A night brimming with diversity

Published: March 20, 2017
A still from Return to Palestine. PHOTO: PUBLICITY

A still from Return to Palestine. PHOTO: PUBLICITY

A still from Return to Palestine. PHOTO: PUBLICITY

KARACHI: It doesn’t happen often that television actors turn to theatre. But the National Academy of Performing Arts’ (Napa) International Theatre and Music Festival brought some of the big stars to the stage in a presentation of iconic short story writer Saadat Hasan Manto’s stories.

The play, titled Absolut Manto, was directed by Kanwal Khoosat and starred Sarmad Khoosat, Irfan Khoosat, Feryal Ali Guahar and Sania Saeed. With different short stories providing a glimpse of Manto’s life, the play crafted a study which touched upon his work, writings and philosophy.

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“This is the brainchild of my sister and we have been doing it for the past few years,” Sarmad told The Express Tribune. “It’s basically dramatic readings on stage and it’s obviously very different from the film. It has nothing to do with the film Manto. This is the franchise that Kanwal has created and this is the first time we were performing in Karachi.”

Meanwhile Irfan believes there is more scope of serious theatre in Karachi than in Punjab. “Every city has a different vibe. I felt that, because there has been a lot of work put in through the years, people are more accepting of serious theatre here.”

Asked about the Khoosat family’s interest in the iconic writer, Irfan recounted a story. “Every family has a role model, you see. Ours is Saadat Hasan Manto. When Sarmad was young and he wanted to write, I told him he would need to read first. And that’s when I brought him Manto nama. It all goes back to those times,” he said.

Meanwhile, the festival’s ‘international’ aspect came into play when a Palestinian troupe performed on Saturday night. Jenin-based The Freedom Theatre’s production Return to Palestine revolved around a Palestinian, born and brought up in America, who decides to return to his homeland in search of his identity.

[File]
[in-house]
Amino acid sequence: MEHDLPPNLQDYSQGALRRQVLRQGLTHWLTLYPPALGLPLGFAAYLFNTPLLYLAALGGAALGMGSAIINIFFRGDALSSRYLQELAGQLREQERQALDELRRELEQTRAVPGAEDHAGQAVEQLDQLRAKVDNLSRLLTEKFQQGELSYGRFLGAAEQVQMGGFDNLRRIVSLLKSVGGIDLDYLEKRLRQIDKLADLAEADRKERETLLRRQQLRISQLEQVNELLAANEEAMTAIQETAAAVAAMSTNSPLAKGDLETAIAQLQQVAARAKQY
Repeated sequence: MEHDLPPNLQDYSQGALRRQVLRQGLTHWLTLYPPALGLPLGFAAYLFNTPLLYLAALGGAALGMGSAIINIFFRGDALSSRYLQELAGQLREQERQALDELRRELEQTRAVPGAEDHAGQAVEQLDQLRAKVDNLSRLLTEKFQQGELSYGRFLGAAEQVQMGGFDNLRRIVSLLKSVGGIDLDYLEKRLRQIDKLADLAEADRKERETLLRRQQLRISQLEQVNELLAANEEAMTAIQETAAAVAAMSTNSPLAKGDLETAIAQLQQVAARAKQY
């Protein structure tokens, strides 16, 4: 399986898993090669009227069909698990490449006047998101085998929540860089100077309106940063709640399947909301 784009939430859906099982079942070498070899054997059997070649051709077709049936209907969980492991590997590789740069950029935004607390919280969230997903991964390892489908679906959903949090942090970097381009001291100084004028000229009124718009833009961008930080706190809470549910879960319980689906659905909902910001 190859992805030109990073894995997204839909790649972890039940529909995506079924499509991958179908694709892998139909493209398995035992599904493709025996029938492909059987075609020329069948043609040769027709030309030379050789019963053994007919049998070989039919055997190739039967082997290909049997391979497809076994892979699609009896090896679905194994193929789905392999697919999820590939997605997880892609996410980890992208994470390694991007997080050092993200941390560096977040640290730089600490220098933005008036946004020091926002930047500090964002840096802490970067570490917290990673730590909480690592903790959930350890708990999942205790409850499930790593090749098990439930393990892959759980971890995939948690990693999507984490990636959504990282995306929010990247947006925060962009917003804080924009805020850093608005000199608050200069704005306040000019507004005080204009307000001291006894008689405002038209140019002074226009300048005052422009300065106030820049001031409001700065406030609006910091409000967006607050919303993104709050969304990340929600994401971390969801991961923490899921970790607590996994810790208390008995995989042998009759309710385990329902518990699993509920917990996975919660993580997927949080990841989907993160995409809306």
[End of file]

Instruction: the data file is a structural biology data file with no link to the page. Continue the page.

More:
The actors limited themselves on stage in the space of a few feet, signifying the restriction of their land and people by wars. In fact, instead of using one, the actors’ bodies themselves became props. The actors folded into an airplane, a car, the streets and all things Palestine, when the scenes demanded. The experimental nature of the play, which had half a dozen actors wearing black turtlenecks and trousers depicting everything ranging from lives and sceneries in two continents, was astounding.

The minimal stage setup also makes it easy to perform anywhere from an auditorium to streets.

Palestinian theatre troupe to perform in Karachi

The transitions reminded me of the stylistic conversion of one element into others in animated films. One moment, you are looking at a face and the next, it transforms into stars colliding in space. Apart from the visual style, the play told a heart wrenching story in a sarcastic and comic way, which had the entire in tears by the end.

Summing up the entire tragic history of Palestine, its transformation from a land of laughter to a camp of tears, Return to Palestine hit all the right notes and became a memorable, awakening and personally emotional experience – necessary for everyone to witness at least once.

One of the cast members, Motaz Malhees, said they have performed all over the world, but “it was special performing in front of a Pakistani audience because we are the same people.”

The International Theatre and Music Festival continues until April 2 with different plays and musical performances each day.

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